What Do All Those Food Symbols Mean Anyway?

As a new Muslim in the United States, trying to determine what is halal or not has been quite difficult, and a long process. I think I’m finally starting to get a handle on this.

While learning what is halal can be challenging, the blame there does not lie with Islamic rules, but with the mainstream food industry. I’m sure that in the Prophet’s time– or even just 100 years ago– determining what was halal would have been quite simple. After all, there aren’t a whole lot of things that are haram (forbidden). They include a short list:

  • Alcohol and alcohol-based ingredients
  • Ingredients coming from the human body (i.e. L-Cysteine from human hair– gross I know! but you’d be surprised . . . more on this later)
  • Pork and pork by-products (including dairy ingredients using pork enzymes, pork fat, etc)
  • Some Muslims also stay away from sea creatures that are not ‘fish’– do not have scales– i.e. lobster, crab, etc.
  • Edited to add: Meat should be slaughtered in the way prescribed by Islamic law (more on that here )

The problem now is that the food industry puts all kind of unnecessary ingredients and by-products in our food. Next time you’re at the store, pick up any food you’d expect to contain a short list of ingredients– bread is a great example. I can bake it at home with only a few simple ingredients. Now count how many ingredients are listed on your average package of bread at the super market. It’s crazy! This is exactly why we have witnessed in the U.S. over the last decade or so the emergence of the ‘natural’, ‘whole’, and ‘organic’ food industries–people are starting to realize (some more than others) that there’s a lot of unnecessary and often harmful ingredients in our food, and it’s about time we got back to the basics.

So, with all of the confusion, how do you know what is halal? Luckily, there are standard food symbols on packages which help us through the process. It is important, however, to understand what these symbols mean so that we can make informed decisions about what we’re eating.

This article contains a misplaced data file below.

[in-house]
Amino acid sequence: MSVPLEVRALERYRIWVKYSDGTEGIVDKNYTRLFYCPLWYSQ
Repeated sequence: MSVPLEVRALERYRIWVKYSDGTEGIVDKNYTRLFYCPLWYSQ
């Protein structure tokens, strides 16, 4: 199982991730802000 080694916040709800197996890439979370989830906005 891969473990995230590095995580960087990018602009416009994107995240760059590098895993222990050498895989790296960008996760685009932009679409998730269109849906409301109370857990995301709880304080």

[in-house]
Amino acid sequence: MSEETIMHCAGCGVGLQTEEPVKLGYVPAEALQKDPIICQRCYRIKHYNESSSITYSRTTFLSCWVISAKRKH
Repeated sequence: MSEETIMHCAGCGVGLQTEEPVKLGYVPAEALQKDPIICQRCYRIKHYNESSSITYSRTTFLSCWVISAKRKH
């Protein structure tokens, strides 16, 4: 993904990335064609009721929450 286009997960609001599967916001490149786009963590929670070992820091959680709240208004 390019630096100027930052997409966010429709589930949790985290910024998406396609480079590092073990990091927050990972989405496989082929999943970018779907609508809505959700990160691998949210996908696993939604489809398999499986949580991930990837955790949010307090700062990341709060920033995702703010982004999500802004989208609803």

Due to the fact the Jewish society became mainstream and accepted in the U.S. long before Muslims, the symbols on food packages are generally Jewish in nature. You will see some foods that have a halal certification on them (these are the easiest to use!), but by and large most refer to an item being kosher.

Before going over these symbols, it’s important to note that kosher does not always mean halal. The main difference between what is kosher and halal is alcohol. So an item may contain alcohol (for example alcohol-based vanilla extract), but it will still have a kosher symbol. You should always read the food label to make sure what you are eating is halal.

Kosher symbols-page-0 copy

In addition to discussing these symbols, the Muslims Consumer Group site also notes other ways to understand a product is halal. They note that these kosher symbols mean that essentially the fat products in the food are derived from vegetables. In other words, unless it is clearly marked as a meat product, they are vegetarian.

This understanding of food symbols has gone a long way in helping me determine what is halal. Keep in mind that some food products may not have any symbol on them but may still be fine– they are likely clearly vegetarian and need no explanation. It’s always a good idea to double check the ingredients, especially if you suspect a kosher product may contain vanilla* or alcohol. The Muslim Consumer Group website is also a great source– they list tons of food products which have been researched as to whether or not they are halal. They also have a guide here which helps; near the bottom they list what ingredients to look for to understood if a product is halal. Inshallah this will help you be more aware of what is halal and what is not.

*Note on vanilla: pure vanilla extract contains large amounts of alcohol– a minimum of 35%. Vanilla itself is fine. You can find alcohol-free vanilla in some natural food stores, such as Whole Foods. Imitation vanilla also contains alcohol. Vanillin is the name for the compound that comes from the vanilla bean, so thus vanillin itself as an ingredient is also halal.  

Sources:

http://kosherfood.about.com/od/guidetokosherfoodlabels/ss/symbols.htm

http://www.straightdope.com/columns/read/313/what-do-k-r-and-u-mean-on-food-and-other-packages

http://www.muslimconsumergroup.com/ingredient_types.html

Advertisements

About Meditating Muslimah

Sharing my experiences as a new Muslimah, thoughts on religion, things that inspire me, foods I love to make and eat, Islamic fashion, travel, and life in general!
This entry was posted in Food, Islam and tagged , , , , , , . Bookmark the permalink.

7 Responses to What Do All Those Food Symbols Mean Anyway?

  1. Fascinating blog even though I don’t live in USA. Here (Egypt) we assume the food we buy is halal but, with ever increasing imports of ordinary as well as ‘luxury’ western foods, more and more of our potential diet is adulterated.
    But this seems a universal problem; I read that Europe and specially UK, has found that their top supermarkets have been selling beef containing large proportion of horse-meat, and that food in schools and prison has found to contain pork DNA, evidence that cheap pig meat is being sold as beef.